I love reading about the Tudors (and the Wars of the Roses which preceded the Tudor dynasty), as I studied it at sixth-form college with a truly inspirational teacher who made the era come alive. She also inadvertently created a battle between me and my friend Emily, as I fervently believed that Henry VII was behind the disappearance of the Princes in the Tower, and she thought Richard III was the villain.

But I digress. I saw The Crown in Waterstones a few months ago and liked the description on the back cover, only not quite enough to purchase it, so I added it to my library wish list and eventually read it last week.

The first unusual thing about it is that the narrator is a nun from a noble family which has fallen out of favour. It’s hard to keep track of which families Henry VIII favoured and when, as his wrath fell on those who displeased him in whatever way quite frequently. Suffice it to say that the Staffords were an important family, but Joanna’s uncle led a rebellion against the King, was executed for his troubles, and Joanna’s parents were banished from court. Joanna joins a priory following a command from Catherine of Aragon, and after her cousin is executed for treason, finds herself a pawn in a battle with extremely high stakes – the Crown of Athelstan – as Henry VIII continues his destruction of the monasteries, abbeys and priories of the country.

I must admit to a bit of prejudice before I read this book – Nancy Bilyeau is American, and I was wary as to the style of writing she would use and whether I’d find it jarring. I’ve had a bad experience with a couple of other books trying to capture the Tudor period where the language just wasn’t right. I can’t remember the particulars (I’ve successfully blocked them from my mind, it turns out), but I gave up after a maximum of two chapters and gave the book to the charity shop. But I needn’t have worried in this case, I slipped straight into the Tudor world and Bilyeau’s writing is clear, concise, and makes you feel as though you’re in Tudor England from the very first page.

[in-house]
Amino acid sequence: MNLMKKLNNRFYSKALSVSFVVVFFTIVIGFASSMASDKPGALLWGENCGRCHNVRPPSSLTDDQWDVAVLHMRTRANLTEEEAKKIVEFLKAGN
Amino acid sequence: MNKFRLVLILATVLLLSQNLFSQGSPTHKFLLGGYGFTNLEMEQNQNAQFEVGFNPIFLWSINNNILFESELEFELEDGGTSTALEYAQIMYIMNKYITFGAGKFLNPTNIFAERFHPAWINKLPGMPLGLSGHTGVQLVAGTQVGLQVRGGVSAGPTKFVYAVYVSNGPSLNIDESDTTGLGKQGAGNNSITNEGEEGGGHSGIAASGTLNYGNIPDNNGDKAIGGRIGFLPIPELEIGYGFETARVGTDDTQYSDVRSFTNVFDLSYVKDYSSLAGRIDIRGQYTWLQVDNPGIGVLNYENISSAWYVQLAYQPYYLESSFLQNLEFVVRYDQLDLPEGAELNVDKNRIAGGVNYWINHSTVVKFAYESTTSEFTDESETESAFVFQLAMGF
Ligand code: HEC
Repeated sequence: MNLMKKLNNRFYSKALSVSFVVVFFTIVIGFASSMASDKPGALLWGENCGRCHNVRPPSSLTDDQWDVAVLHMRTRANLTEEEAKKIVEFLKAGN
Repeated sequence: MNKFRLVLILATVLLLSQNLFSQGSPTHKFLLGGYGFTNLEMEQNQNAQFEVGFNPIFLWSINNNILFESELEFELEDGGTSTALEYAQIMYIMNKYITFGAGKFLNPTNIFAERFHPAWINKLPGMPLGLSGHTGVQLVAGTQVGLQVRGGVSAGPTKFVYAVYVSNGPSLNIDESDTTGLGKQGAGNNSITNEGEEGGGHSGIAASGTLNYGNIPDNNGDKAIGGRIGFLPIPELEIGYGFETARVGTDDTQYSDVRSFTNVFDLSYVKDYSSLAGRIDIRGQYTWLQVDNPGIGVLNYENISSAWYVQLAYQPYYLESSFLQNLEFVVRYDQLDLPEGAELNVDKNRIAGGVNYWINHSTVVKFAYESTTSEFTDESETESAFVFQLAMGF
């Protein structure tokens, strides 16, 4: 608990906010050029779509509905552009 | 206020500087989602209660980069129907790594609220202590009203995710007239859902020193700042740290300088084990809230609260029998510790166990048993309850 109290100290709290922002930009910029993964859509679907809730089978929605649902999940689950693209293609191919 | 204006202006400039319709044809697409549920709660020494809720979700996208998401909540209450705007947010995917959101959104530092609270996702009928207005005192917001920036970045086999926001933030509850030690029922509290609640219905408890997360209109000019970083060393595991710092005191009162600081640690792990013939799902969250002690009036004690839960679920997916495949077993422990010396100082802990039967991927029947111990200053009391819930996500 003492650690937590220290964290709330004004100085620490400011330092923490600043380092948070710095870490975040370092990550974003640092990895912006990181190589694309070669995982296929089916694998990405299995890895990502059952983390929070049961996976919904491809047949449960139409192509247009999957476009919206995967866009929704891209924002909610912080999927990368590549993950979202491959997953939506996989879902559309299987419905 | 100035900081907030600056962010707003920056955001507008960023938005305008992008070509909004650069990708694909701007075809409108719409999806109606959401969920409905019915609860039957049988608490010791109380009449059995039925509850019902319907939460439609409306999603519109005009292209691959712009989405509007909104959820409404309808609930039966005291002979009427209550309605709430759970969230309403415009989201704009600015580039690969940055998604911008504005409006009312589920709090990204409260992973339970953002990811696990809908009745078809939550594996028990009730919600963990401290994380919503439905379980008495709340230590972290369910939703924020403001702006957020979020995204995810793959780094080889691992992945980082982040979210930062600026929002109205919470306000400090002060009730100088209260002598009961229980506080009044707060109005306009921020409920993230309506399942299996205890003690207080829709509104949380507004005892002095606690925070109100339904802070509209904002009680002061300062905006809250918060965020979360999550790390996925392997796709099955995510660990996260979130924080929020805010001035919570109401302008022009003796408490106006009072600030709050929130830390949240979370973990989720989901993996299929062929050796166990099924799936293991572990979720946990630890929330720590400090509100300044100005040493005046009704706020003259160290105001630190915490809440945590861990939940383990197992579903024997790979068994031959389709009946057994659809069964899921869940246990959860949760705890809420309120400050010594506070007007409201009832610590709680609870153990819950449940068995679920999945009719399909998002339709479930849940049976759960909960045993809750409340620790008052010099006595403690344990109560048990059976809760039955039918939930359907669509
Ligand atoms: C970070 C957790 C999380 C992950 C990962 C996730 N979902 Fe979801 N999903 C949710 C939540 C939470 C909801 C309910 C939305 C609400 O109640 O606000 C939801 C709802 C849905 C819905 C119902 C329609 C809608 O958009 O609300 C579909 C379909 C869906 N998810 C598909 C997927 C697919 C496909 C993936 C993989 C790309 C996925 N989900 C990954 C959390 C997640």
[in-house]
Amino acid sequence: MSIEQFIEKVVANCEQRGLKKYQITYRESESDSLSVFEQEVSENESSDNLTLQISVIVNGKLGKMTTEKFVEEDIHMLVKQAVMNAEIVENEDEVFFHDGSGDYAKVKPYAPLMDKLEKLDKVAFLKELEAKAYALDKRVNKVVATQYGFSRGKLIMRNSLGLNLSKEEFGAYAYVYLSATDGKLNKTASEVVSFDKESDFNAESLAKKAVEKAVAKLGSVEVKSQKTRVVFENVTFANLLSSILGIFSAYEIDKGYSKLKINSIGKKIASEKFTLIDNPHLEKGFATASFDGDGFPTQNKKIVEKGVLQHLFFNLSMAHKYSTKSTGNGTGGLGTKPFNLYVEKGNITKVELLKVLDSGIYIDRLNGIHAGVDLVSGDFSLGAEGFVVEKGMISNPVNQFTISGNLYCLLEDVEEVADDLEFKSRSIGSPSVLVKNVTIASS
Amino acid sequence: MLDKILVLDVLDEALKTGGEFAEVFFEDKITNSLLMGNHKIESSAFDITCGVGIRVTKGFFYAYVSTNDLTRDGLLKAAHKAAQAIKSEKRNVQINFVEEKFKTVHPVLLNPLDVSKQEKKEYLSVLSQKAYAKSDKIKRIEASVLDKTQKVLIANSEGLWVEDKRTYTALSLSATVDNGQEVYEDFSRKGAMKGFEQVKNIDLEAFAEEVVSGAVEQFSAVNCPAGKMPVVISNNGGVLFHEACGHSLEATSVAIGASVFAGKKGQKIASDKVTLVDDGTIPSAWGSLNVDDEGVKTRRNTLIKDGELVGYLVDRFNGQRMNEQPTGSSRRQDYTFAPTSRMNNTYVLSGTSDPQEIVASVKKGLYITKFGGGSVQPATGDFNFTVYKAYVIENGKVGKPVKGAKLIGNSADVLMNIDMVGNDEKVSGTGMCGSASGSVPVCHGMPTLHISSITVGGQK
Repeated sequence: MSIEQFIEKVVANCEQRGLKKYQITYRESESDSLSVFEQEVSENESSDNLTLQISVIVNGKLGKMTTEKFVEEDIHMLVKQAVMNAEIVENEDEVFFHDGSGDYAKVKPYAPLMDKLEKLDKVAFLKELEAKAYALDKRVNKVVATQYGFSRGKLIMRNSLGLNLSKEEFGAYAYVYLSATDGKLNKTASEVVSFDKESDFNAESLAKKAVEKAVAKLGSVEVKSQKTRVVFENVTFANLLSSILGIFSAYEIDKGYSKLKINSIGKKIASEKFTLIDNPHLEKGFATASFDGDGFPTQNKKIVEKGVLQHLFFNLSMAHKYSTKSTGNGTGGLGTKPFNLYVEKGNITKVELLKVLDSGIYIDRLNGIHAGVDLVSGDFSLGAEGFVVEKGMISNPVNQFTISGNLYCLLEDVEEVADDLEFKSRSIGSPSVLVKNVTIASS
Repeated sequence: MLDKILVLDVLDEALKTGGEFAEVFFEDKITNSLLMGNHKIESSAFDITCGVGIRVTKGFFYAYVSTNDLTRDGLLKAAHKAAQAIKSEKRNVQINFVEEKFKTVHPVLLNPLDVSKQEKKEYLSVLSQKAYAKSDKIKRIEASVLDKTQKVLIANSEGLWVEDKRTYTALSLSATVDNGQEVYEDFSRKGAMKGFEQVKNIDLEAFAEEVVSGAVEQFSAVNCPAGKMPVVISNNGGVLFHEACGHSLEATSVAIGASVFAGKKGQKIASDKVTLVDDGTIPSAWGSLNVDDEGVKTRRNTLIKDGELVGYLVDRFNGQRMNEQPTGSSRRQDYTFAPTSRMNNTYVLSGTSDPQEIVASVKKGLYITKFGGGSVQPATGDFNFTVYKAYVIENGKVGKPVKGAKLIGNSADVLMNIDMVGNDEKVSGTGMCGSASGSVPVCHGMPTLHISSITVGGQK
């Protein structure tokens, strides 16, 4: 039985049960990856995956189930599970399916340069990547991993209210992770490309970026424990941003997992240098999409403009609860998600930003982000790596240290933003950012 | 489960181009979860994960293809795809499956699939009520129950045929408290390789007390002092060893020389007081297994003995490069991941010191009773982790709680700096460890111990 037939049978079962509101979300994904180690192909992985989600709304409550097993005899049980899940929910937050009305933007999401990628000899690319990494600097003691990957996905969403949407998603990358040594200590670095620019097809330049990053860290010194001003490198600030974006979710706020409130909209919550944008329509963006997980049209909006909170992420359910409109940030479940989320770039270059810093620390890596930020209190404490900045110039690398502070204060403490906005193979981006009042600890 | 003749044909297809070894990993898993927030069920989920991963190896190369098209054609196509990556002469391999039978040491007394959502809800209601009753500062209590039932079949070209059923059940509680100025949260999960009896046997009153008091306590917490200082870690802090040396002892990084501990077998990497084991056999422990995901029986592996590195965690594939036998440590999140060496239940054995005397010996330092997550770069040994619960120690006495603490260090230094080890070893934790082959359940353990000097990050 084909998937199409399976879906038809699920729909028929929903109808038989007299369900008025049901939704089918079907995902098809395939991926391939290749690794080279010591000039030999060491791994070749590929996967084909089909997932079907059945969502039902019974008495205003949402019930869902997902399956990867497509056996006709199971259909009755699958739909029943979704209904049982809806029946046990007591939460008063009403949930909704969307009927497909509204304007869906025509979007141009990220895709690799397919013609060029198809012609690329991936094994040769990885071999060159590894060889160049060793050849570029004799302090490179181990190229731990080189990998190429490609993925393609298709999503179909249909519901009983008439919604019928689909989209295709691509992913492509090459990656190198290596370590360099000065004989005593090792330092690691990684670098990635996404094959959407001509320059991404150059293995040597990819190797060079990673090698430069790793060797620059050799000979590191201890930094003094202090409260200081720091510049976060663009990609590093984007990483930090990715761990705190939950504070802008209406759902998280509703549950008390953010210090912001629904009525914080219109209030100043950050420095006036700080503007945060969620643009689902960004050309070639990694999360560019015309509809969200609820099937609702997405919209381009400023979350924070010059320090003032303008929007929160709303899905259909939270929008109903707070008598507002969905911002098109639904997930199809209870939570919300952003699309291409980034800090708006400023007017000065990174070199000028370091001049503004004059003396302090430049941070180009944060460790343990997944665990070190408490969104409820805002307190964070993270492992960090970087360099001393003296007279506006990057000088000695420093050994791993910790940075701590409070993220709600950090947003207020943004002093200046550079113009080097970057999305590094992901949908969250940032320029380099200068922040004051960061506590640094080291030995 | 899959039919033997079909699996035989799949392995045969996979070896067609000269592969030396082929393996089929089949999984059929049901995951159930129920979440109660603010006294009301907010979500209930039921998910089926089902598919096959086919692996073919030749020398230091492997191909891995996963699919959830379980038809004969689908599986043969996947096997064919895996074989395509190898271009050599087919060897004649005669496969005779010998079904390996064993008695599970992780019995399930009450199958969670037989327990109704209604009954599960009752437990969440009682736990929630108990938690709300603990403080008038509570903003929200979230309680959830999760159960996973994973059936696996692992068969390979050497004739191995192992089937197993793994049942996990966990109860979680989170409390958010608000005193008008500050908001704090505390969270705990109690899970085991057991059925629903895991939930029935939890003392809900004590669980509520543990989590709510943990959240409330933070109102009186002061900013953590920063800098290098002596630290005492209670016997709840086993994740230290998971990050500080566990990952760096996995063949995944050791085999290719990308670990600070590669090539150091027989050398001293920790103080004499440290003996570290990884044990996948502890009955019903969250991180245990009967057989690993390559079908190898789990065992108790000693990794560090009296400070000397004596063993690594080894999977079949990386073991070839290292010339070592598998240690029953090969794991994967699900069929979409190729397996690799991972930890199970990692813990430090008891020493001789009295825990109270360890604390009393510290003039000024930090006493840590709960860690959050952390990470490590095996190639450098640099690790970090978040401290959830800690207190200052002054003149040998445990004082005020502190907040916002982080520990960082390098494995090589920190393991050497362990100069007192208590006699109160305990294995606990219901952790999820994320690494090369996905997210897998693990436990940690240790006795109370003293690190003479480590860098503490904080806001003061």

The book rattles along at pace and I found it a fairly easy read, although I struggled to keep track of what was happening and when at certain stages, I think that was more to do with me being distracted than the clarity of the writing. Joanna is a sympathetic character – she doesn’t want to return to the priory but a shady bishop has her father prisoner in the Tower of London and won’t release him until he gets results. When the bare facts of the book are laid out in my rather inept way it sounds as though the plot is pure melodrama, but it doesn’t play out that way at all. The supporting characters are all given enough personality to make them believable without taking over the plot for themselves, and Joanna’s devotion to her family and to God is admirable. Bilyeau makes the motivation of some characters ambiguous, which means you can never be sure who you’re willing Joanna to trust, and I didn’t see any of the plot twists coming at all which was a nice surprise. The only thing I was a little discomforted by was the hint of a love triangle, which seemed a little off, but it’s so in the background that it didn’t spoil my enjoyment of the book at all.